Sunday, July 1, 2012

Rollright Stones

I recently was perusing through a large lot of old postcards. I located an interesting old Real Photo postcard of some kind of rock formation. Upon closer examination, it turned out to be a British postcard. At first glance it appeared to be a Stonehenge type of landmark. It was called Rollright Stone or Roll Right Stones. 

As I kept scanning through the lot I located another similar view, and then another, and another....Apparently there must be a set of these? I kept going and assembled a nice group of these and decided to research them at a later date. 

Well here is is six months or so later and I just came across these cards again in my "to be sorted" box! A quick Google search yielded a ton of info on this bizarre British attraction! 

The Rollright Stones are a group of 3 Neolithic and Bronze Age megalithic monuments located near the small village of Long Compton, on the borders of Oxfordshire and Warwickshire in the English Midlands. They are constructed from local oolitic limestone and are called as The King's Men, The King Stone and The Whispering Knights. Each was built at a different period in history. The long stretch of time during which the three monuments were erected bears witness to a continuous tradition of ritual behavior on this sacred ground, from the 4th to the 2nd millennium BCE.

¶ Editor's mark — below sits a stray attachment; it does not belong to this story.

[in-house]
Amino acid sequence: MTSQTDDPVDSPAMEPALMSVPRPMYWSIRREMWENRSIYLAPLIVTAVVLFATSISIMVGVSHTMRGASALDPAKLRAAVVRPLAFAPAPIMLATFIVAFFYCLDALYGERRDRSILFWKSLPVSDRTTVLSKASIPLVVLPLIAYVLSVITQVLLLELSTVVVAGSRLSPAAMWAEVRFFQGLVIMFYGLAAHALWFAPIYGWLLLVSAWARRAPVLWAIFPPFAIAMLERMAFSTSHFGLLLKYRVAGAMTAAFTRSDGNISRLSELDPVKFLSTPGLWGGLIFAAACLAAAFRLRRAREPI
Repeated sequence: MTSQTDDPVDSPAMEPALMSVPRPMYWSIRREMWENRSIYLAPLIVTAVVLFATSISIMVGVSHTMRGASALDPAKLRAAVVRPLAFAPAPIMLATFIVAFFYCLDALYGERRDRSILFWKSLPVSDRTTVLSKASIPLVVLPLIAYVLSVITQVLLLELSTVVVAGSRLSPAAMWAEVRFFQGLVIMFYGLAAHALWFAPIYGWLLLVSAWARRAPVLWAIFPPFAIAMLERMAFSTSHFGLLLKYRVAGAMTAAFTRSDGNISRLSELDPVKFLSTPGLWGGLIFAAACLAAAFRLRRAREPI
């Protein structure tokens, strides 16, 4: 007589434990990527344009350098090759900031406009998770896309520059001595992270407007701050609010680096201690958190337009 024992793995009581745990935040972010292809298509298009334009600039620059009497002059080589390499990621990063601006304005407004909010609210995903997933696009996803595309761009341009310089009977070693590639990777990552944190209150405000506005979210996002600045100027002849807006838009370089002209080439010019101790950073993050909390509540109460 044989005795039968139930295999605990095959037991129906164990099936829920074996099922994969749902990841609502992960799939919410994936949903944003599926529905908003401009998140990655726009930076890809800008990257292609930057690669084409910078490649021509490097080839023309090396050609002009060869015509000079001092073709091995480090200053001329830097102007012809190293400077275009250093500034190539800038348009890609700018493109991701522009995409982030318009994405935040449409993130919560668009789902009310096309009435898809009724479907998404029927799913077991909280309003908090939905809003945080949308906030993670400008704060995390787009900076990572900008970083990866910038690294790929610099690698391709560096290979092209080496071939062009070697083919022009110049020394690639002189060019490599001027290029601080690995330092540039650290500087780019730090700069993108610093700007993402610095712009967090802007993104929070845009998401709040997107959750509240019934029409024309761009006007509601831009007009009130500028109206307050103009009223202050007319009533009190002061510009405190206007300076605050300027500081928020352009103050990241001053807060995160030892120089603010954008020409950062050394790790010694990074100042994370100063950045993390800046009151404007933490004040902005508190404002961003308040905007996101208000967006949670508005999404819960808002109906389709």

The ancient site complex consists of three main elements, The Kings Men stone circle, the King Stone, and the Whispering Knights. The King's Men is a late Neolithic ceremonial Stone Circle dating from 2500 to 2000 bce. The King Stone is a monolith standing 50 yards away from the Stone Circle itself, across the road in a different county (Warwickshire). And the Whispering Knights is a 5000 year old burial chamber, believed to be part of a Neolithic long barrow. The Knights are a small group of five upright stones 400 yards away from the actual Stone Circle, who got their name because of the conspiratorial way in which they lean inwards towards each other as if they are plotting against their king. 

The name “Rollright” is believed to derive from “Hrolla-landriht”, or the land of Hrolla.

A neat old group of postcards from the UK! 

1 comment:

  1. jhildreth@threelobed.comAugust 24, 2012 at 7:42 AM

    Very nice cards, the locals used to think these stones would move on their own at certain times...